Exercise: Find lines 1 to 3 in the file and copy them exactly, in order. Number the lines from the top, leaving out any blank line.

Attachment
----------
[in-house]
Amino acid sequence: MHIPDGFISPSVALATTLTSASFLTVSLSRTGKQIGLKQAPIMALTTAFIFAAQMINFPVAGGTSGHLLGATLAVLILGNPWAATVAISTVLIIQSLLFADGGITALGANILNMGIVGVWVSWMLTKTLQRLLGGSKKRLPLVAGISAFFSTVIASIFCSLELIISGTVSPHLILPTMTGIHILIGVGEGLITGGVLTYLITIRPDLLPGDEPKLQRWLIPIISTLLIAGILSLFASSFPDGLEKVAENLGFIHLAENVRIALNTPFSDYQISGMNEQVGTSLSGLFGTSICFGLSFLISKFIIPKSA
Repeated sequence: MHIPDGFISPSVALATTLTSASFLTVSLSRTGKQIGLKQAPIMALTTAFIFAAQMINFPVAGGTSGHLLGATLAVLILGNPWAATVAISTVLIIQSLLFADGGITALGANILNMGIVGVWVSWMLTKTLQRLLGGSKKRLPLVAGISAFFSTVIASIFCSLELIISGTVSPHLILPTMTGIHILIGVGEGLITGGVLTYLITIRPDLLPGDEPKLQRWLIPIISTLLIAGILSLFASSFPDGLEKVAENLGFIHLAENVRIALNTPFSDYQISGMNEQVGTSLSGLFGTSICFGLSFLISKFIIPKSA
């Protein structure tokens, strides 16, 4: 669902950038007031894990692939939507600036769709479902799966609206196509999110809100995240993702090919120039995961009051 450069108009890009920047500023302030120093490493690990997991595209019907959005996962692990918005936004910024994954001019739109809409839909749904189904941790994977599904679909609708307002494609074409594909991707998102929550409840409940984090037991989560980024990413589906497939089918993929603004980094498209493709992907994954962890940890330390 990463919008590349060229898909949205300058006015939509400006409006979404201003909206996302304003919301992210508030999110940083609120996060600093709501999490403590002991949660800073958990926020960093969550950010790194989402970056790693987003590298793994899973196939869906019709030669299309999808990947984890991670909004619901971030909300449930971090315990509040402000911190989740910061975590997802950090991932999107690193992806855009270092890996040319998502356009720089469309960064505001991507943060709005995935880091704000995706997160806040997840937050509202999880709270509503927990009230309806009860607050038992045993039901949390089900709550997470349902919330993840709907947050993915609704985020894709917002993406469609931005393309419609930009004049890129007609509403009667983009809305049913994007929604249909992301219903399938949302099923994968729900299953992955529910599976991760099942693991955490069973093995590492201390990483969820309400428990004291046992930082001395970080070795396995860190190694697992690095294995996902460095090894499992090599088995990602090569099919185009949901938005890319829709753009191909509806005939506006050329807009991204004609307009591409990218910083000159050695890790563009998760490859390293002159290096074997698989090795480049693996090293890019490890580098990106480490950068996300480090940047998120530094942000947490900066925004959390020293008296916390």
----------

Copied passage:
[in-house]
Amino acid sequence: MHIPDGFISPSVALATTLTSASFLTVSLSRTGKQIGLKQAPIMALTTAFIFAAQMINFPVAGGTSGHLLGATLAVLILGNPWAATVAISTVLIIQSLLFADGGITALGANILNMGIVGVWVSWMLTKTLQRLLGGSKKRLPLVAGISAFFSTVIASIFCSLELIISGTVSPHLILPTMTGIHILIGVGEGLITGGVLTYLITIRPDLLPGDEPKLQRWLIPIISTLLIAGILSLFASSFPDGLEKVAENLGFIHLAENVRIALNTPFSDYQISGMNEQVGTSLSGLFGTSICFGLSFLISKFIIPKSA
Repeated sequence: MHIPDGFISPSVALATTLTSASFLTVSLSRTGKQIGLKQAPIMALTTAFIFAAQMINFPVAGGTSGHLLGATLAVLILGNPWAATVAISTVLIIQSLLFADGGITALGANILNMGIVGVWVSWMLTKTLQRLLGGSKKRLPLVAGISAFFSTVIASIFCSLELIISGTVSPHLILPTMTGIHILIGVGEGLITGGVLTYLITIRPDLLPGDEPKLQRWLIPIISTLLIAGILSLFASSFPDGLEKVAENLGFIHLAENVRIALNTPFSDYQISGMNEQVGTSLSGLFGTSICFGLSFLISKFIIPKSA